I was recently undertaking a training session for a client of mine with a room full of new managers.
When I say new managers, I mean young and inexperienced, but eager to make the right impression and take advantage of new opportunities. The downside to this enthusiasm was that their soft skills were lacking and we needed to get them up to speed, fast!
There were many things I wanted to go through but I wanted to start with them as people first – their style, how they want to be viewed as leaders and their personal brand. This confused them, after all, what does your brand have to do with being a good leader? The answer is EVERYTHING!
Personal branding is essentially the ongoing process of establishing a prescribed image or impression in the mind of others about an individual, group, or organization (Creating Your Personal Brand – Los Ellis 2009)
What is it that you want people to think of when they think of you? Is it your expertise in a subject manner? Is it the way you treat your staff or your communication style? Are there general qualities you want linked to you and your brand?
When managing teams and working with them, or meeting someone for the first time, first impressions count and are formed within 7 to 17 seconds of the initial meeting! So your style, confidence and speech are all vital to making a good first impression.
When meeting someone for the first time, consider this:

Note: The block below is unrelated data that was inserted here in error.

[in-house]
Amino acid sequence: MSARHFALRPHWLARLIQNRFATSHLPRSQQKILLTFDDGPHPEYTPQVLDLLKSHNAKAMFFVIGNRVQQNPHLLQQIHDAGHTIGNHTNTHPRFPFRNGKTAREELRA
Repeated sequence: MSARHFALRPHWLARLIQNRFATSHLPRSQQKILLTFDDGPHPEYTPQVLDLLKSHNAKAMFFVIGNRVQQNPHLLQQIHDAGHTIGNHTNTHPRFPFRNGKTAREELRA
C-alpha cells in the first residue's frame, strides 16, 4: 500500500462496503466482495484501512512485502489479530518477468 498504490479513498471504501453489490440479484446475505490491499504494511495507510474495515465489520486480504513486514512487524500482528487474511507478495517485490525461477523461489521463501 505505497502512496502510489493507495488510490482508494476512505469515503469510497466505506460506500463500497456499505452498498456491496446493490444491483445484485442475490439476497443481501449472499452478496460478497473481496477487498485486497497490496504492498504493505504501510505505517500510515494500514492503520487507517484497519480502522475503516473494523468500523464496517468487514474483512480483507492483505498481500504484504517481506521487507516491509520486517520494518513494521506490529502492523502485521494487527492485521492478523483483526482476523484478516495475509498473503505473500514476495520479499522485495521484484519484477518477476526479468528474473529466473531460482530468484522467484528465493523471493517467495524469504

55% of a person’s opinion is determined by physical appearance
38% of a person’s first impression is determined by tone of voice
93% of people’s judgements of others are based on non-verbal input like body language
Whilst we now have very famous CEO’s and leaders of business rocking up to work in their Adidas, Jeans and T-shirt (think Google, Snapchat, Facebook) how you present yourself must align with the industry you are in and the role you play. Jeans are not going to cut it in the Banking and Finance industry, but nor is a three-piece suit appropriate for the Head Office of a Surf Retailer.
In the famous (or infamous) studies conducted by Prof. Mehrabian, words, tone of voice, and body language respectively account for 7%, 38%, and 55% of personal communication. When conversing with people, it’s not so much of what you say but HOW you say it (and how this is reflected in your body language).
So, whether you are a leader in business, an up and coming team leader or attending a job interview, you MUST consider your personal brand – and how you want to be remembered